Exploring policy understandings of the experiences, challenges and strengths of student parents in Australian higher education

Year: 2021

Author: Beattie, Hannah, Knight, Elizabeth

Type of paper: Individual Paper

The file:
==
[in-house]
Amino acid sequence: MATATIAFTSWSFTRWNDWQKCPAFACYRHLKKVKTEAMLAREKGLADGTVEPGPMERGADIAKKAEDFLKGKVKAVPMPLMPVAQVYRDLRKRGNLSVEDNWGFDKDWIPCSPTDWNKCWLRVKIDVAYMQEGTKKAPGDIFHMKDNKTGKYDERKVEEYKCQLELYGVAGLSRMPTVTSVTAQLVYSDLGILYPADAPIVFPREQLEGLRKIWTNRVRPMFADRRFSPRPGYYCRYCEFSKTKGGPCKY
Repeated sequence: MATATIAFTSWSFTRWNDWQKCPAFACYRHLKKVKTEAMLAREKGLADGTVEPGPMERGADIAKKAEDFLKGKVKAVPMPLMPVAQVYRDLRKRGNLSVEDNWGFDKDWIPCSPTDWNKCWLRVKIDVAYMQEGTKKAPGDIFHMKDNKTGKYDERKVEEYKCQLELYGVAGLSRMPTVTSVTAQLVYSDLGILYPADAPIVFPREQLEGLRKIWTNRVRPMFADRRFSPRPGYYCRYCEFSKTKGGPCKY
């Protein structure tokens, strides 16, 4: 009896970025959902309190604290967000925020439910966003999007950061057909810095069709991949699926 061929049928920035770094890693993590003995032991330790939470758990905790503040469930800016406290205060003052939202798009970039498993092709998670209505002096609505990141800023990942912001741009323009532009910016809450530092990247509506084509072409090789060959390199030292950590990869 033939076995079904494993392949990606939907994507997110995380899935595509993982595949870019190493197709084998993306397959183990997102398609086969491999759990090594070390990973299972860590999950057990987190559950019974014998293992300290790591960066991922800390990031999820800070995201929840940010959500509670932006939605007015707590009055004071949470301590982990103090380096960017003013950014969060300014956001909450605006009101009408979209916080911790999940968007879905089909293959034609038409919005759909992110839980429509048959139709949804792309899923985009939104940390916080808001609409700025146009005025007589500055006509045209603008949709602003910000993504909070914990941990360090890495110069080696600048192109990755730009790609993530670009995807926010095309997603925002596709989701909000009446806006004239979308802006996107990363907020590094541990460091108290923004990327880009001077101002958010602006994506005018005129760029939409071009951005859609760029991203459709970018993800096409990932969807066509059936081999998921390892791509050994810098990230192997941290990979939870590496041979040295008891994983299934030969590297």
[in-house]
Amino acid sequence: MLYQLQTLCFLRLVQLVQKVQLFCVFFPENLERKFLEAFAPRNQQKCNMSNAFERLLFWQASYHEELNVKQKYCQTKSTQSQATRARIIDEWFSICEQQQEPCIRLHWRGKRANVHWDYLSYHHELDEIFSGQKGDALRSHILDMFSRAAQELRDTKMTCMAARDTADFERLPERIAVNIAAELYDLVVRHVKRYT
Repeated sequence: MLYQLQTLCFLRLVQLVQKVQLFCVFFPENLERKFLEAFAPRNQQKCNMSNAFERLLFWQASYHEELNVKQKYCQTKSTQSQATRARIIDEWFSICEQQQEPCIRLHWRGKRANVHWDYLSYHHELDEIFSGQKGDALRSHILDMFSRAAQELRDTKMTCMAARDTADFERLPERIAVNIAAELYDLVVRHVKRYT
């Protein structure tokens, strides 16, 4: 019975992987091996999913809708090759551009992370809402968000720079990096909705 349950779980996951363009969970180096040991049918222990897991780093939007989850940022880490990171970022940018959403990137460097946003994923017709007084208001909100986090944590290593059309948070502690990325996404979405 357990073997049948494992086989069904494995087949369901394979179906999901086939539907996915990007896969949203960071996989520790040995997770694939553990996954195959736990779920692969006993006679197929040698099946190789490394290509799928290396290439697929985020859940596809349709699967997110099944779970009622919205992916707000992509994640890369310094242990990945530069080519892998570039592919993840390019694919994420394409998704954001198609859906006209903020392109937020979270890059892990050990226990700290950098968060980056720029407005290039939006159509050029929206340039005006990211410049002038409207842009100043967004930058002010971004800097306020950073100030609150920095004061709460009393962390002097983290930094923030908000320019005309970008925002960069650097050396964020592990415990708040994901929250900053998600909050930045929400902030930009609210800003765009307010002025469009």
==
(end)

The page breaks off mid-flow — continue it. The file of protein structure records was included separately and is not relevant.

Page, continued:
Student parents face significant educational disadvantages, due to their caring responsibilities, financial constraints, and competing demands on their time. However this group has been under-analysed, partly because the existing national student equity framework does not identify this group (Harvey, Burnheim, & Brett, 2016). This project was designed to establish a national evidential base for analysing student parents in Australian higher education. We explored the motivations, strengths, and challenges of student parents, and examined targeted policies and strategies to encourage their success. Drawing on a review of relevant literature, a desktop analysis of university supports, and a national survey of over 500 student parents, this paper explores the challenges student parents face in fulfilling their competing responsibilities. We argue that despite the challenges, student parents draw on a range of personal strengths to help them succeed. Our paper also examines the significant impact of the COVID-19 pandemic on student parents. We argue the need for universities, governments and service providers to provide improved financial, academic and personal support for parents who are studying at university.We suggest that policies such as the national student equity framework aim to be emancipatory but by necessity are constrained by current practices and construct the idealised student in specific stereotypical ways (Bowl, 2003). We draw on Morley’s work to understand how the academy ‘defines and regulates what a student is’ (Morley, 1997, p. 5). Through taking this approach, we identify a policy silence (Bacchi, 2009) identified in student equity policy discourse in relation to those students who have caring responsibilities and suggest that this silence is intensified for student parents (Moreau, 2012).The invisibility of this group is performed by lack of reporting on the cohort (Moreau & Kerner, 2015). As higher education in Australia increasingly becomes a high participation system (Marginson, 2016), the importance of adopting inclusive understandings of the whole cohort, not just a stereotype, also increases.References:Andrewartha, L. & Harvey, A. (2021). Supporting carers to succeed in Australian higher education. NCSEHE.  Bacchi, C. (2009). Analysing policy? Pearson.Bowl, M. (2003). Non-Traditional Entrants to Higher Education. Stylus.Harvey, A., Burnheim, C. & Brett, M. (Eds.) (2016). Student Equity in Australian Higher Education. Springer.Marginson, S. (2016). High Participation Systems of Higher Education. JHE, 87:2.Moreau, M.P. & Kerner, C. (2015). Care in academia. BJSE, 36:2.Morley, L. (1997). Change and equity in higher education. BJSE, 18:2.